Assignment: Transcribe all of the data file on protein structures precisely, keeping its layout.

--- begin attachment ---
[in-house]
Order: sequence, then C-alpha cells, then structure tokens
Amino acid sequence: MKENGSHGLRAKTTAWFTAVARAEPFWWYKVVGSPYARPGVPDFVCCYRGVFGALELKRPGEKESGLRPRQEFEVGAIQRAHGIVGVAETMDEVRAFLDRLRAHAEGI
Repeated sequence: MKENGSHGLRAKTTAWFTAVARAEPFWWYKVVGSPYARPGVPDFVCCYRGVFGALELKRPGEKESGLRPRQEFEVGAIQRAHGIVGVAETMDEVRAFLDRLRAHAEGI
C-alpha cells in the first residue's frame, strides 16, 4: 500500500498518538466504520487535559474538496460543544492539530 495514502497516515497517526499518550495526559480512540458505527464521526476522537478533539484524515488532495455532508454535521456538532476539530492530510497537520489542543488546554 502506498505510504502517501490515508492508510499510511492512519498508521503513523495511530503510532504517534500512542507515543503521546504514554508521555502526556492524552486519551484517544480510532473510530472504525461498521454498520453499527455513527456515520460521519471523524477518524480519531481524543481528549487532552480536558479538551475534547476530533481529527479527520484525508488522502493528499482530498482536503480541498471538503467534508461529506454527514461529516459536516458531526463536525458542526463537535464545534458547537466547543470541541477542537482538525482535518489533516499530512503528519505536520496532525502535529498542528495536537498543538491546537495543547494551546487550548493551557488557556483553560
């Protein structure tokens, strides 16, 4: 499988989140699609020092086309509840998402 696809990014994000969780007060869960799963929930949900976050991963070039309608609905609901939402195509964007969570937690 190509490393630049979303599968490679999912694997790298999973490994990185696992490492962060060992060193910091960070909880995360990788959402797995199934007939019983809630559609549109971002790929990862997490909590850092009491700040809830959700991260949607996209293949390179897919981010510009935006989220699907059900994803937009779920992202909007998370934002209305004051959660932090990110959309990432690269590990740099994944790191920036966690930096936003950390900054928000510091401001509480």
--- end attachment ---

[in-house]
Order: sequence, then C-alpha cells, then structure tokens
Amino acid sequence: MKENGSHGLRAKTTAWFTAVARAEPFWWYKVVGSPYARPGVPDFVCCYRGVFGALELKRPGEKESGLRPRQEFEVGAIQRAHGIVGVAETMDEVRAFLDRLRAHAEGI
Repeated sequence: MKENGSHGLRAKTTAWFTAVARAEPFWWYKVVGSPYARPGVPDFVCCYRGVFGALELKRPGEKESGLRPRQEFEVGAIQRAHGIVGVAETMDEVRAFLDRLRAHAEGI
C-alpha cells in the first residue's frame, strides 16, 4: 500500500498518538466504520487535559474538496460543544492539530 495514502497516515497517526499518550495526559480512540458505527464521526476522537478533539484524515488532495455532508454535521456538532476539530492530510497537520489542543488546554 502506498505510504502517501490515508492508510499510511492512519498508521503513523495511530503510532504517534500512542507515543503521546504514554508521555502526556492524552486519551484517544480510532473510530472504525461498521454498520453499527455513527456515520460521519471523524477518524480519531481524543481528549487532552480536558479538551475534547476530533481529527479527520484525508488522502493528499482530498482536503480541498471538503467534508461529506454527514461529516459536516458531526463536525458542526463537535464545534458547537466547543470541541477542537482538525482535518489533516499530512503528519505536520496532525502535529498542528495536537498543538491546537495543547494551546487550548493551557488557556483553560
């Protein structure tokens, strides 16, 4: 499988989140699609020092086309509840998402 696809990014994000969780007060869960799963929930949900976050991963070039309608609905609901939402195509964007969570937690 190509490393630049979303599968490679999912694997790298999973490994990185696992490492962060060992060193910091960070909880995360990788959402797995199934007939019983809630559609549109971002790929990862997490909590850092009491700040809830959700991260949607996209293949390179897919981010510009935006989220699907059900994803937009779920992202909007998370934002209305004051959660932090990110959309990432690269590990740099994944790191920036966690930096936003950390900054928000510091401001509480």